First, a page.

Welcome to Scribd, the world's digital library. Read, publish, and share books and documents. See more
Download
Standard view
Full view
of .
Save to My Library
Look up keyword
Like this
2Activity
0 of .
Results for:
No results containing your search query
P. 1
Kashering - Who by Fire Who by Water

Kashering - Who by Fire Who by Water

Ratings: (0)|Views: 301 |Likes:
Published by rabbihausman
A Basic Guide to Kashering Your Kitchen for Passover
A Basic Guide to Kashering Your Kitchen for Passover

More info:

Published by: rabbihausman on Mar 20, 2012
Copyright:Attribution Non-commercial

Availability:

Read on Scribd mobile: iPhone, iPad and Android.
download as PDF, TXT or read online from Scribd
See more
See less

12/01/2013

pdf

text

original

 
Who by Water…Who By Fire
 
The Simple Guide to Kashering Your Kitchen for Passover(or just Kashering your Kitchen)
By
Rabbi Yehuda Hausman
Some months ago, I was asked to give a workshop on how to
kasher 
one
s kitchen. Many attendeeswere just starting to keep kosher, so I decided to write up a short guide, which could be referenced athome and can be used for any of the following:
 
Converting a Non-Kosher Kitchen to a Kosher Kitchen
 
Converting a Kitchen for Passover Use
 
Kashering
Vessels that have absorbed non-Kosher(Those who are familiar with the basic principles can skip the next two sections.)
Why Two sets of Dishes for Milk and Meat?
To understand why there are separate dishes for milk and meat, it is important to begin at thebeginning. The Torah states three times:
“Thou shall not seethe a kid in its mother’s milk.” (Exod. 23:19,
34:26; Deut. 14:21) This threefold repetition is understood to prohibit three things. 1) Cooking milk andmeat together in one vessel. 2) Eating a milk and meat mixture. And 3) deriving any kind of benefit fromsuch a mixture, such as feeding it to
one’s pet.
1
 So what does this have to do with having separate dishes? Good question. Well, there is anotherconcept called
Ta’am Ki’ikar’ 
, which means
 
“ 
flavor is tantamount to substance.
2
As the walls of aheated vessel can absorb flavor, it is essential to have separate dishes for cooking, baking, and anythingin which hot food is cooked, served or eaten.
3
Merely cleaning the pots well may not suffice. For what isoften true of life is doubly true of flavor:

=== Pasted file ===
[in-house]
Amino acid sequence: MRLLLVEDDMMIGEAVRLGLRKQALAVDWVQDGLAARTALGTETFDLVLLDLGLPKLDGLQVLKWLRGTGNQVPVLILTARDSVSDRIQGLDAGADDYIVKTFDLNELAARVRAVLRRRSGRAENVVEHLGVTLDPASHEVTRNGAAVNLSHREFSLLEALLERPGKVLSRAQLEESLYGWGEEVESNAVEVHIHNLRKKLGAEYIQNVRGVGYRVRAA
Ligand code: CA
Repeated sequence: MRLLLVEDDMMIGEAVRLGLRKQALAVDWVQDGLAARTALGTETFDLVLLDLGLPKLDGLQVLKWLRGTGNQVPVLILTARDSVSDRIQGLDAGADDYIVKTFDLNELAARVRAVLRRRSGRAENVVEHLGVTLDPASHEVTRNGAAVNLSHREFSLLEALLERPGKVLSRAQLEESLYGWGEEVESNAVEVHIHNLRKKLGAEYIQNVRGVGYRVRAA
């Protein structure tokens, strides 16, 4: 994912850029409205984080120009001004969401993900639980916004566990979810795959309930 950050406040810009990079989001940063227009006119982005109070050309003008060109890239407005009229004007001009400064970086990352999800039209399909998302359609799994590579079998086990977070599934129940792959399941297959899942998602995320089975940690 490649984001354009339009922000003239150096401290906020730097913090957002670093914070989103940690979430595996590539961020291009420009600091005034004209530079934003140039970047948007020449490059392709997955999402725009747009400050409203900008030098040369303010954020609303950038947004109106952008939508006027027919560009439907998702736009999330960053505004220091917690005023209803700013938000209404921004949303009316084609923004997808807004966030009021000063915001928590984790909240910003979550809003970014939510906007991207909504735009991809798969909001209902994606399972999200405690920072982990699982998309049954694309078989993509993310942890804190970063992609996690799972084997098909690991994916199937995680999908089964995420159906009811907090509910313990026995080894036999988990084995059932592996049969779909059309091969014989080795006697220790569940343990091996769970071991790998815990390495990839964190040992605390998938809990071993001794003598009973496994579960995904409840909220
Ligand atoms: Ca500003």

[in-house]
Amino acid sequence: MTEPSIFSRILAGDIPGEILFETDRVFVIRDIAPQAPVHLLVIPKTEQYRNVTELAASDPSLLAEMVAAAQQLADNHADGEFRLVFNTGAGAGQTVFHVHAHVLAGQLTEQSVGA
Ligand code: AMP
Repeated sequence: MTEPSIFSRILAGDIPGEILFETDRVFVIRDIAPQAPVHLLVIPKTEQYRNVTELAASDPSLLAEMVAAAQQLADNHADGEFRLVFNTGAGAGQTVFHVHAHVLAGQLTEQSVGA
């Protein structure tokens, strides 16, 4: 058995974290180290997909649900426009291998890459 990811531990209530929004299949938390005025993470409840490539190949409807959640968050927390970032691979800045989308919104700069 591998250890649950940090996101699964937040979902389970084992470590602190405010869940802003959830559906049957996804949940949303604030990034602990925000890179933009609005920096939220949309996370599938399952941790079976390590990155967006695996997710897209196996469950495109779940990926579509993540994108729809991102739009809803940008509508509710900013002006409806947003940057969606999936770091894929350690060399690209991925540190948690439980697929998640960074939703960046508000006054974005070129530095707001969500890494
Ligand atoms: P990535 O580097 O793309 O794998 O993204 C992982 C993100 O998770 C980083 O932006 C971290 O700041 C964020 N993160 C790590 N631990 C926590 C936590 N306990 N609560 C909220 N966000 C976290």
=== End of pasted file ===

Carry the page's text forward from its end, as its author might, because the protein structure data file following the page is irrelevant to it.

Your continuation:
‘ 
 Just because you cannot see it, does not mean it is not there.
 
1
B. Chullin 115b; Shulchan Aruch Yoreh Deah (Y.D. 87.1)
2
B. Pesachim 44b; B. Chullin 108a
3
Yoreh Deah 93.1; Aruch HaShulchan 88:10
11)
 
Conceptual Mechanics Behind Kashering
The basic principle of 
kashering
is summarized by the Hebrew phrase
Ke’bolo Kach Polto—
 
The waysomething is absorbed is the way it is purged.
The concept is learned from a Biblical passage thatdescribes how the Israelites were commanded to
kasher 
vessels that had been captured in war:
And Eleazar the priest said unto the men of war that went to the battle: 'This is the statute of the lawwhich the Lord has commanded Moses: Only the gold and the silver, the copper and the iron, the tinand the lead;
Everything which has entered fire, shall be made to go through fire and it shall be pure[...]and all that abides not the fire you shall make to go through the water 
.
” (
Numbers 31:22
24)What this means in practice is that different types of vessels and cooking appliances will requiredifferent types of 
kashering.
So pay close attention, please.
Types of Kashering
Libbun
 
Gamur 
– 
 
Heating a metal vessel or utensil till it glows, this typically requires a blowtorch. (Rarelynecessary, but just so you know.)
4
 Libbun
 
Kal 
Heating metal until a piece of straw or paper begins to burn on the opposite side of theflame.
5
For ovens and ovenware, heating the latter in an oven at its highest setting for 40 minutes.
6
 
Hagala
Water at a Rolling Boil (>240
°F at sea level)Steam
Is produced at 240